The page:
If presidential elections were held today, Hamas leader and former PA prime minister Ismail Haniyeh would defeat Fatah leader and current PA President Mahmoud Abbas by a large margin (61 percent to 32 percent), according to the poll. In addition, for the first time in eight years, Haniyeh would also come in slightly ahead of imprisoned Fatah veteran Marwan Barghouti (49:45), who is serving two life sentences in Israeli prison.

Hamas leader Ismail Haniyeh, May 29, 2014 (Screenshot from Palestinian Interior Ministry YouTube)

Hamas leader Ismail Haniyeh, May 29, 2014 (Screenshot from Palestinian Interior Ministry YouTube)

The poll, conducted by the Palestinian Center for Policy and Survey Research (PCPSR) among a sample of 1,270 adults in person in the West Bank and the Gaza Strip between August 26-30, 2014, indicates that 79 percent of Palestinians believe Hamas won the war, 94 percent are satisfied with its military performance against Israel and a majority — 53 percent – believes that armed confrontation is the most effective means for establishing a Palestinian state alongside the State of Israel.

Eighty-six percent of Palestinians support launching of rockets from Gaza if the siege and blockade are not ended, according to the poll. Half of those polled believe that launching rockets from populated areas is unjustified, but that number increases to 59 percent among Gazans; only 38 percent of those polled in the West Bank believe it is unjustified.

When broken down geographically, Abbas’ approval rating rises in the Gaza Strip to 49 percent but drops to 33 percent in the West Bank. By contrast, Khaled Meshaal’s approval rating drops in the Gaza Strip to 70 percent but rises to 83 percent in the West Bank. (Each is slightly more...

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'Suspects in brutal beating of two Palestinians tied to anti-miscegenation group'

Ten Jewish Israelis are suspected of severely beating two Palestinian men from Jerusalem in a wartime hate crime. Police believe some of the suspects are tied to right-wing anti-Arab group Lehava, Walla reports.

Several Jewish Israeli suspects in the brutal attack of two Palestinians from East Jerusalem on July 25th are connected to anti-miscegenation, anti-Arab group Lehava, according to a report by Walla! News on Monday.

In what Walla! describes as a “near lynch,” a group of about 10 Jewish Israelis from the East Jerusalem settlement of Neve Yaakov assaulted Amir Shwiki and Samer Mahfouz of Beit Hanina with bats and iron rods on a Friday evening during the height of the summer’s Gaza war (known in Israel as Operation Protective Edge). Both men were beaten unconscious and hospitalized in critical condition, only only recently improving to stable condition.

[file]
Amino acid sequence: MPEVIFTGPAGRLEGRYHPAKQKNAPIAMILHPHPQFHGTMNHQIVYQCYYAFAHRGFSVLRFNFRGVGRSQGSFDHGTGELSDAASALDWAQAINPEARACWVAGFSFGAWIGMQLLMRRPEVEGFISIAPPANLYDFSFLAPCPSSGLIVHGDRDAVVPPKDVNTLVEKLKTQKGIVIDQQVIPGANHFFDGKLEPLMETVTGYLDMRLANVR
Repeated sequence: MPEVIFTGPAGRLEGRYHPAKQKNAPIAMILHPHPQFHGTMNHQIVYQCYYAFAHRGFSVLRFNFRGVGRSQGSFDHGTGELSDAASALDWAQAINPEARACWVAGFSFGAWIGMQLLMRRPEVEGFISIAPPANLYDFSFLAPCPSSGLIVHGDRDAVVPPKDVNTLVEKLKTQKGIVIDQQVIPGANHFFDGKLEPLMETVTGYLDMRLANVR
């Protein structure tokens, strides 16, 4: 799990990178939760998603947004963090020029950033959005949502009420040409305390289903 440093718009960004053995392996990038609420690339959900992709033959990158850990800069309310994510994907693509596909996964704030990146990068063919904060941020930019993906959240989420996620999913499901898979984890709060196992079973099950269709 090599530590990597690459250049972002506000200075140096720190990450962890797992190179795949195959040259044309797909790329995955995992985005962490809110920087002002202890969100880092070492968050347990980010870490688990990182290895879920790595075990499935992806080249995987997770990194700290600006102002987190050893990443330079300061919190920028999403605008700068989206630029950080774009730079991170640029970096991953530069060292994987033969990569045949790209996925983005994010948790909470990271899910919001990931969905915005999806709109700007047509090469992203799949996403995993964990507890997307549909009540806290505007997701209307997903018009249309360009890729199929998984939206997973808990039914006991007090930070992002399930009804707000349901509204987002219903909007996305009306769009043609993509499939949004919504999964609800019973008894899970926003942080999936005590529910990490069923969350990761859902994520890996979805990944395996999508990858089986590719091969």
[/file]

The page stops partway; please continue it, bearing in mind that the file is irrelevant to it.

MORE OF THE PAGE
According to the report, the suspects had just left a shiva (Jewish ritual of seven days of mourning) for fallen IDF soldier Staff-Sgt. Moshe Malko, who was killed during an operation in Shujaiyeh in Gaza a few days earlier. From the investigation, it appears they set out looking to take revenge for Malko’s death. One of the suspects admitted in his interrogation that the motive for the assault was hatred of Arabs, according to Walla!. He added that he hates Arabs “just because. They are the enemy.” The investigation also allegedly revealed that several Jewish women who witnessed the beating did not call police, instead encouraging the attackers by screaming “death to Arabs.”

Neve Yaakov is a settlement in East Jerusalem adjacent to Beit Hanina, and the two communities have had violent confrontations in the past, especially since the murder of Mohammed Abu Khdeir on July 2 and the subsequent Gaza war.

Nine of the 10 suspects are not cooperating with police but one of them, a 14 year old, did talk. He reportedly told police that his brother, who was also allegedly involved in the attack, is an active member of anti-miscegenation group “Lehava.” According to the Walla! report, police believe many of those involved in the attack are active members of Lehava, an organization whose stated mission is to combat Jewish intermarriage but in practice engages in rampant and blatant anti-Arab incitement and racism.

Police also reportedly found that two of the suspects had been arrested in the past (more than once) for assaulting Palestinians (neither of them ever served time in...

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Court to allow anti-Arab protest outside Jewish-Palestinian wedding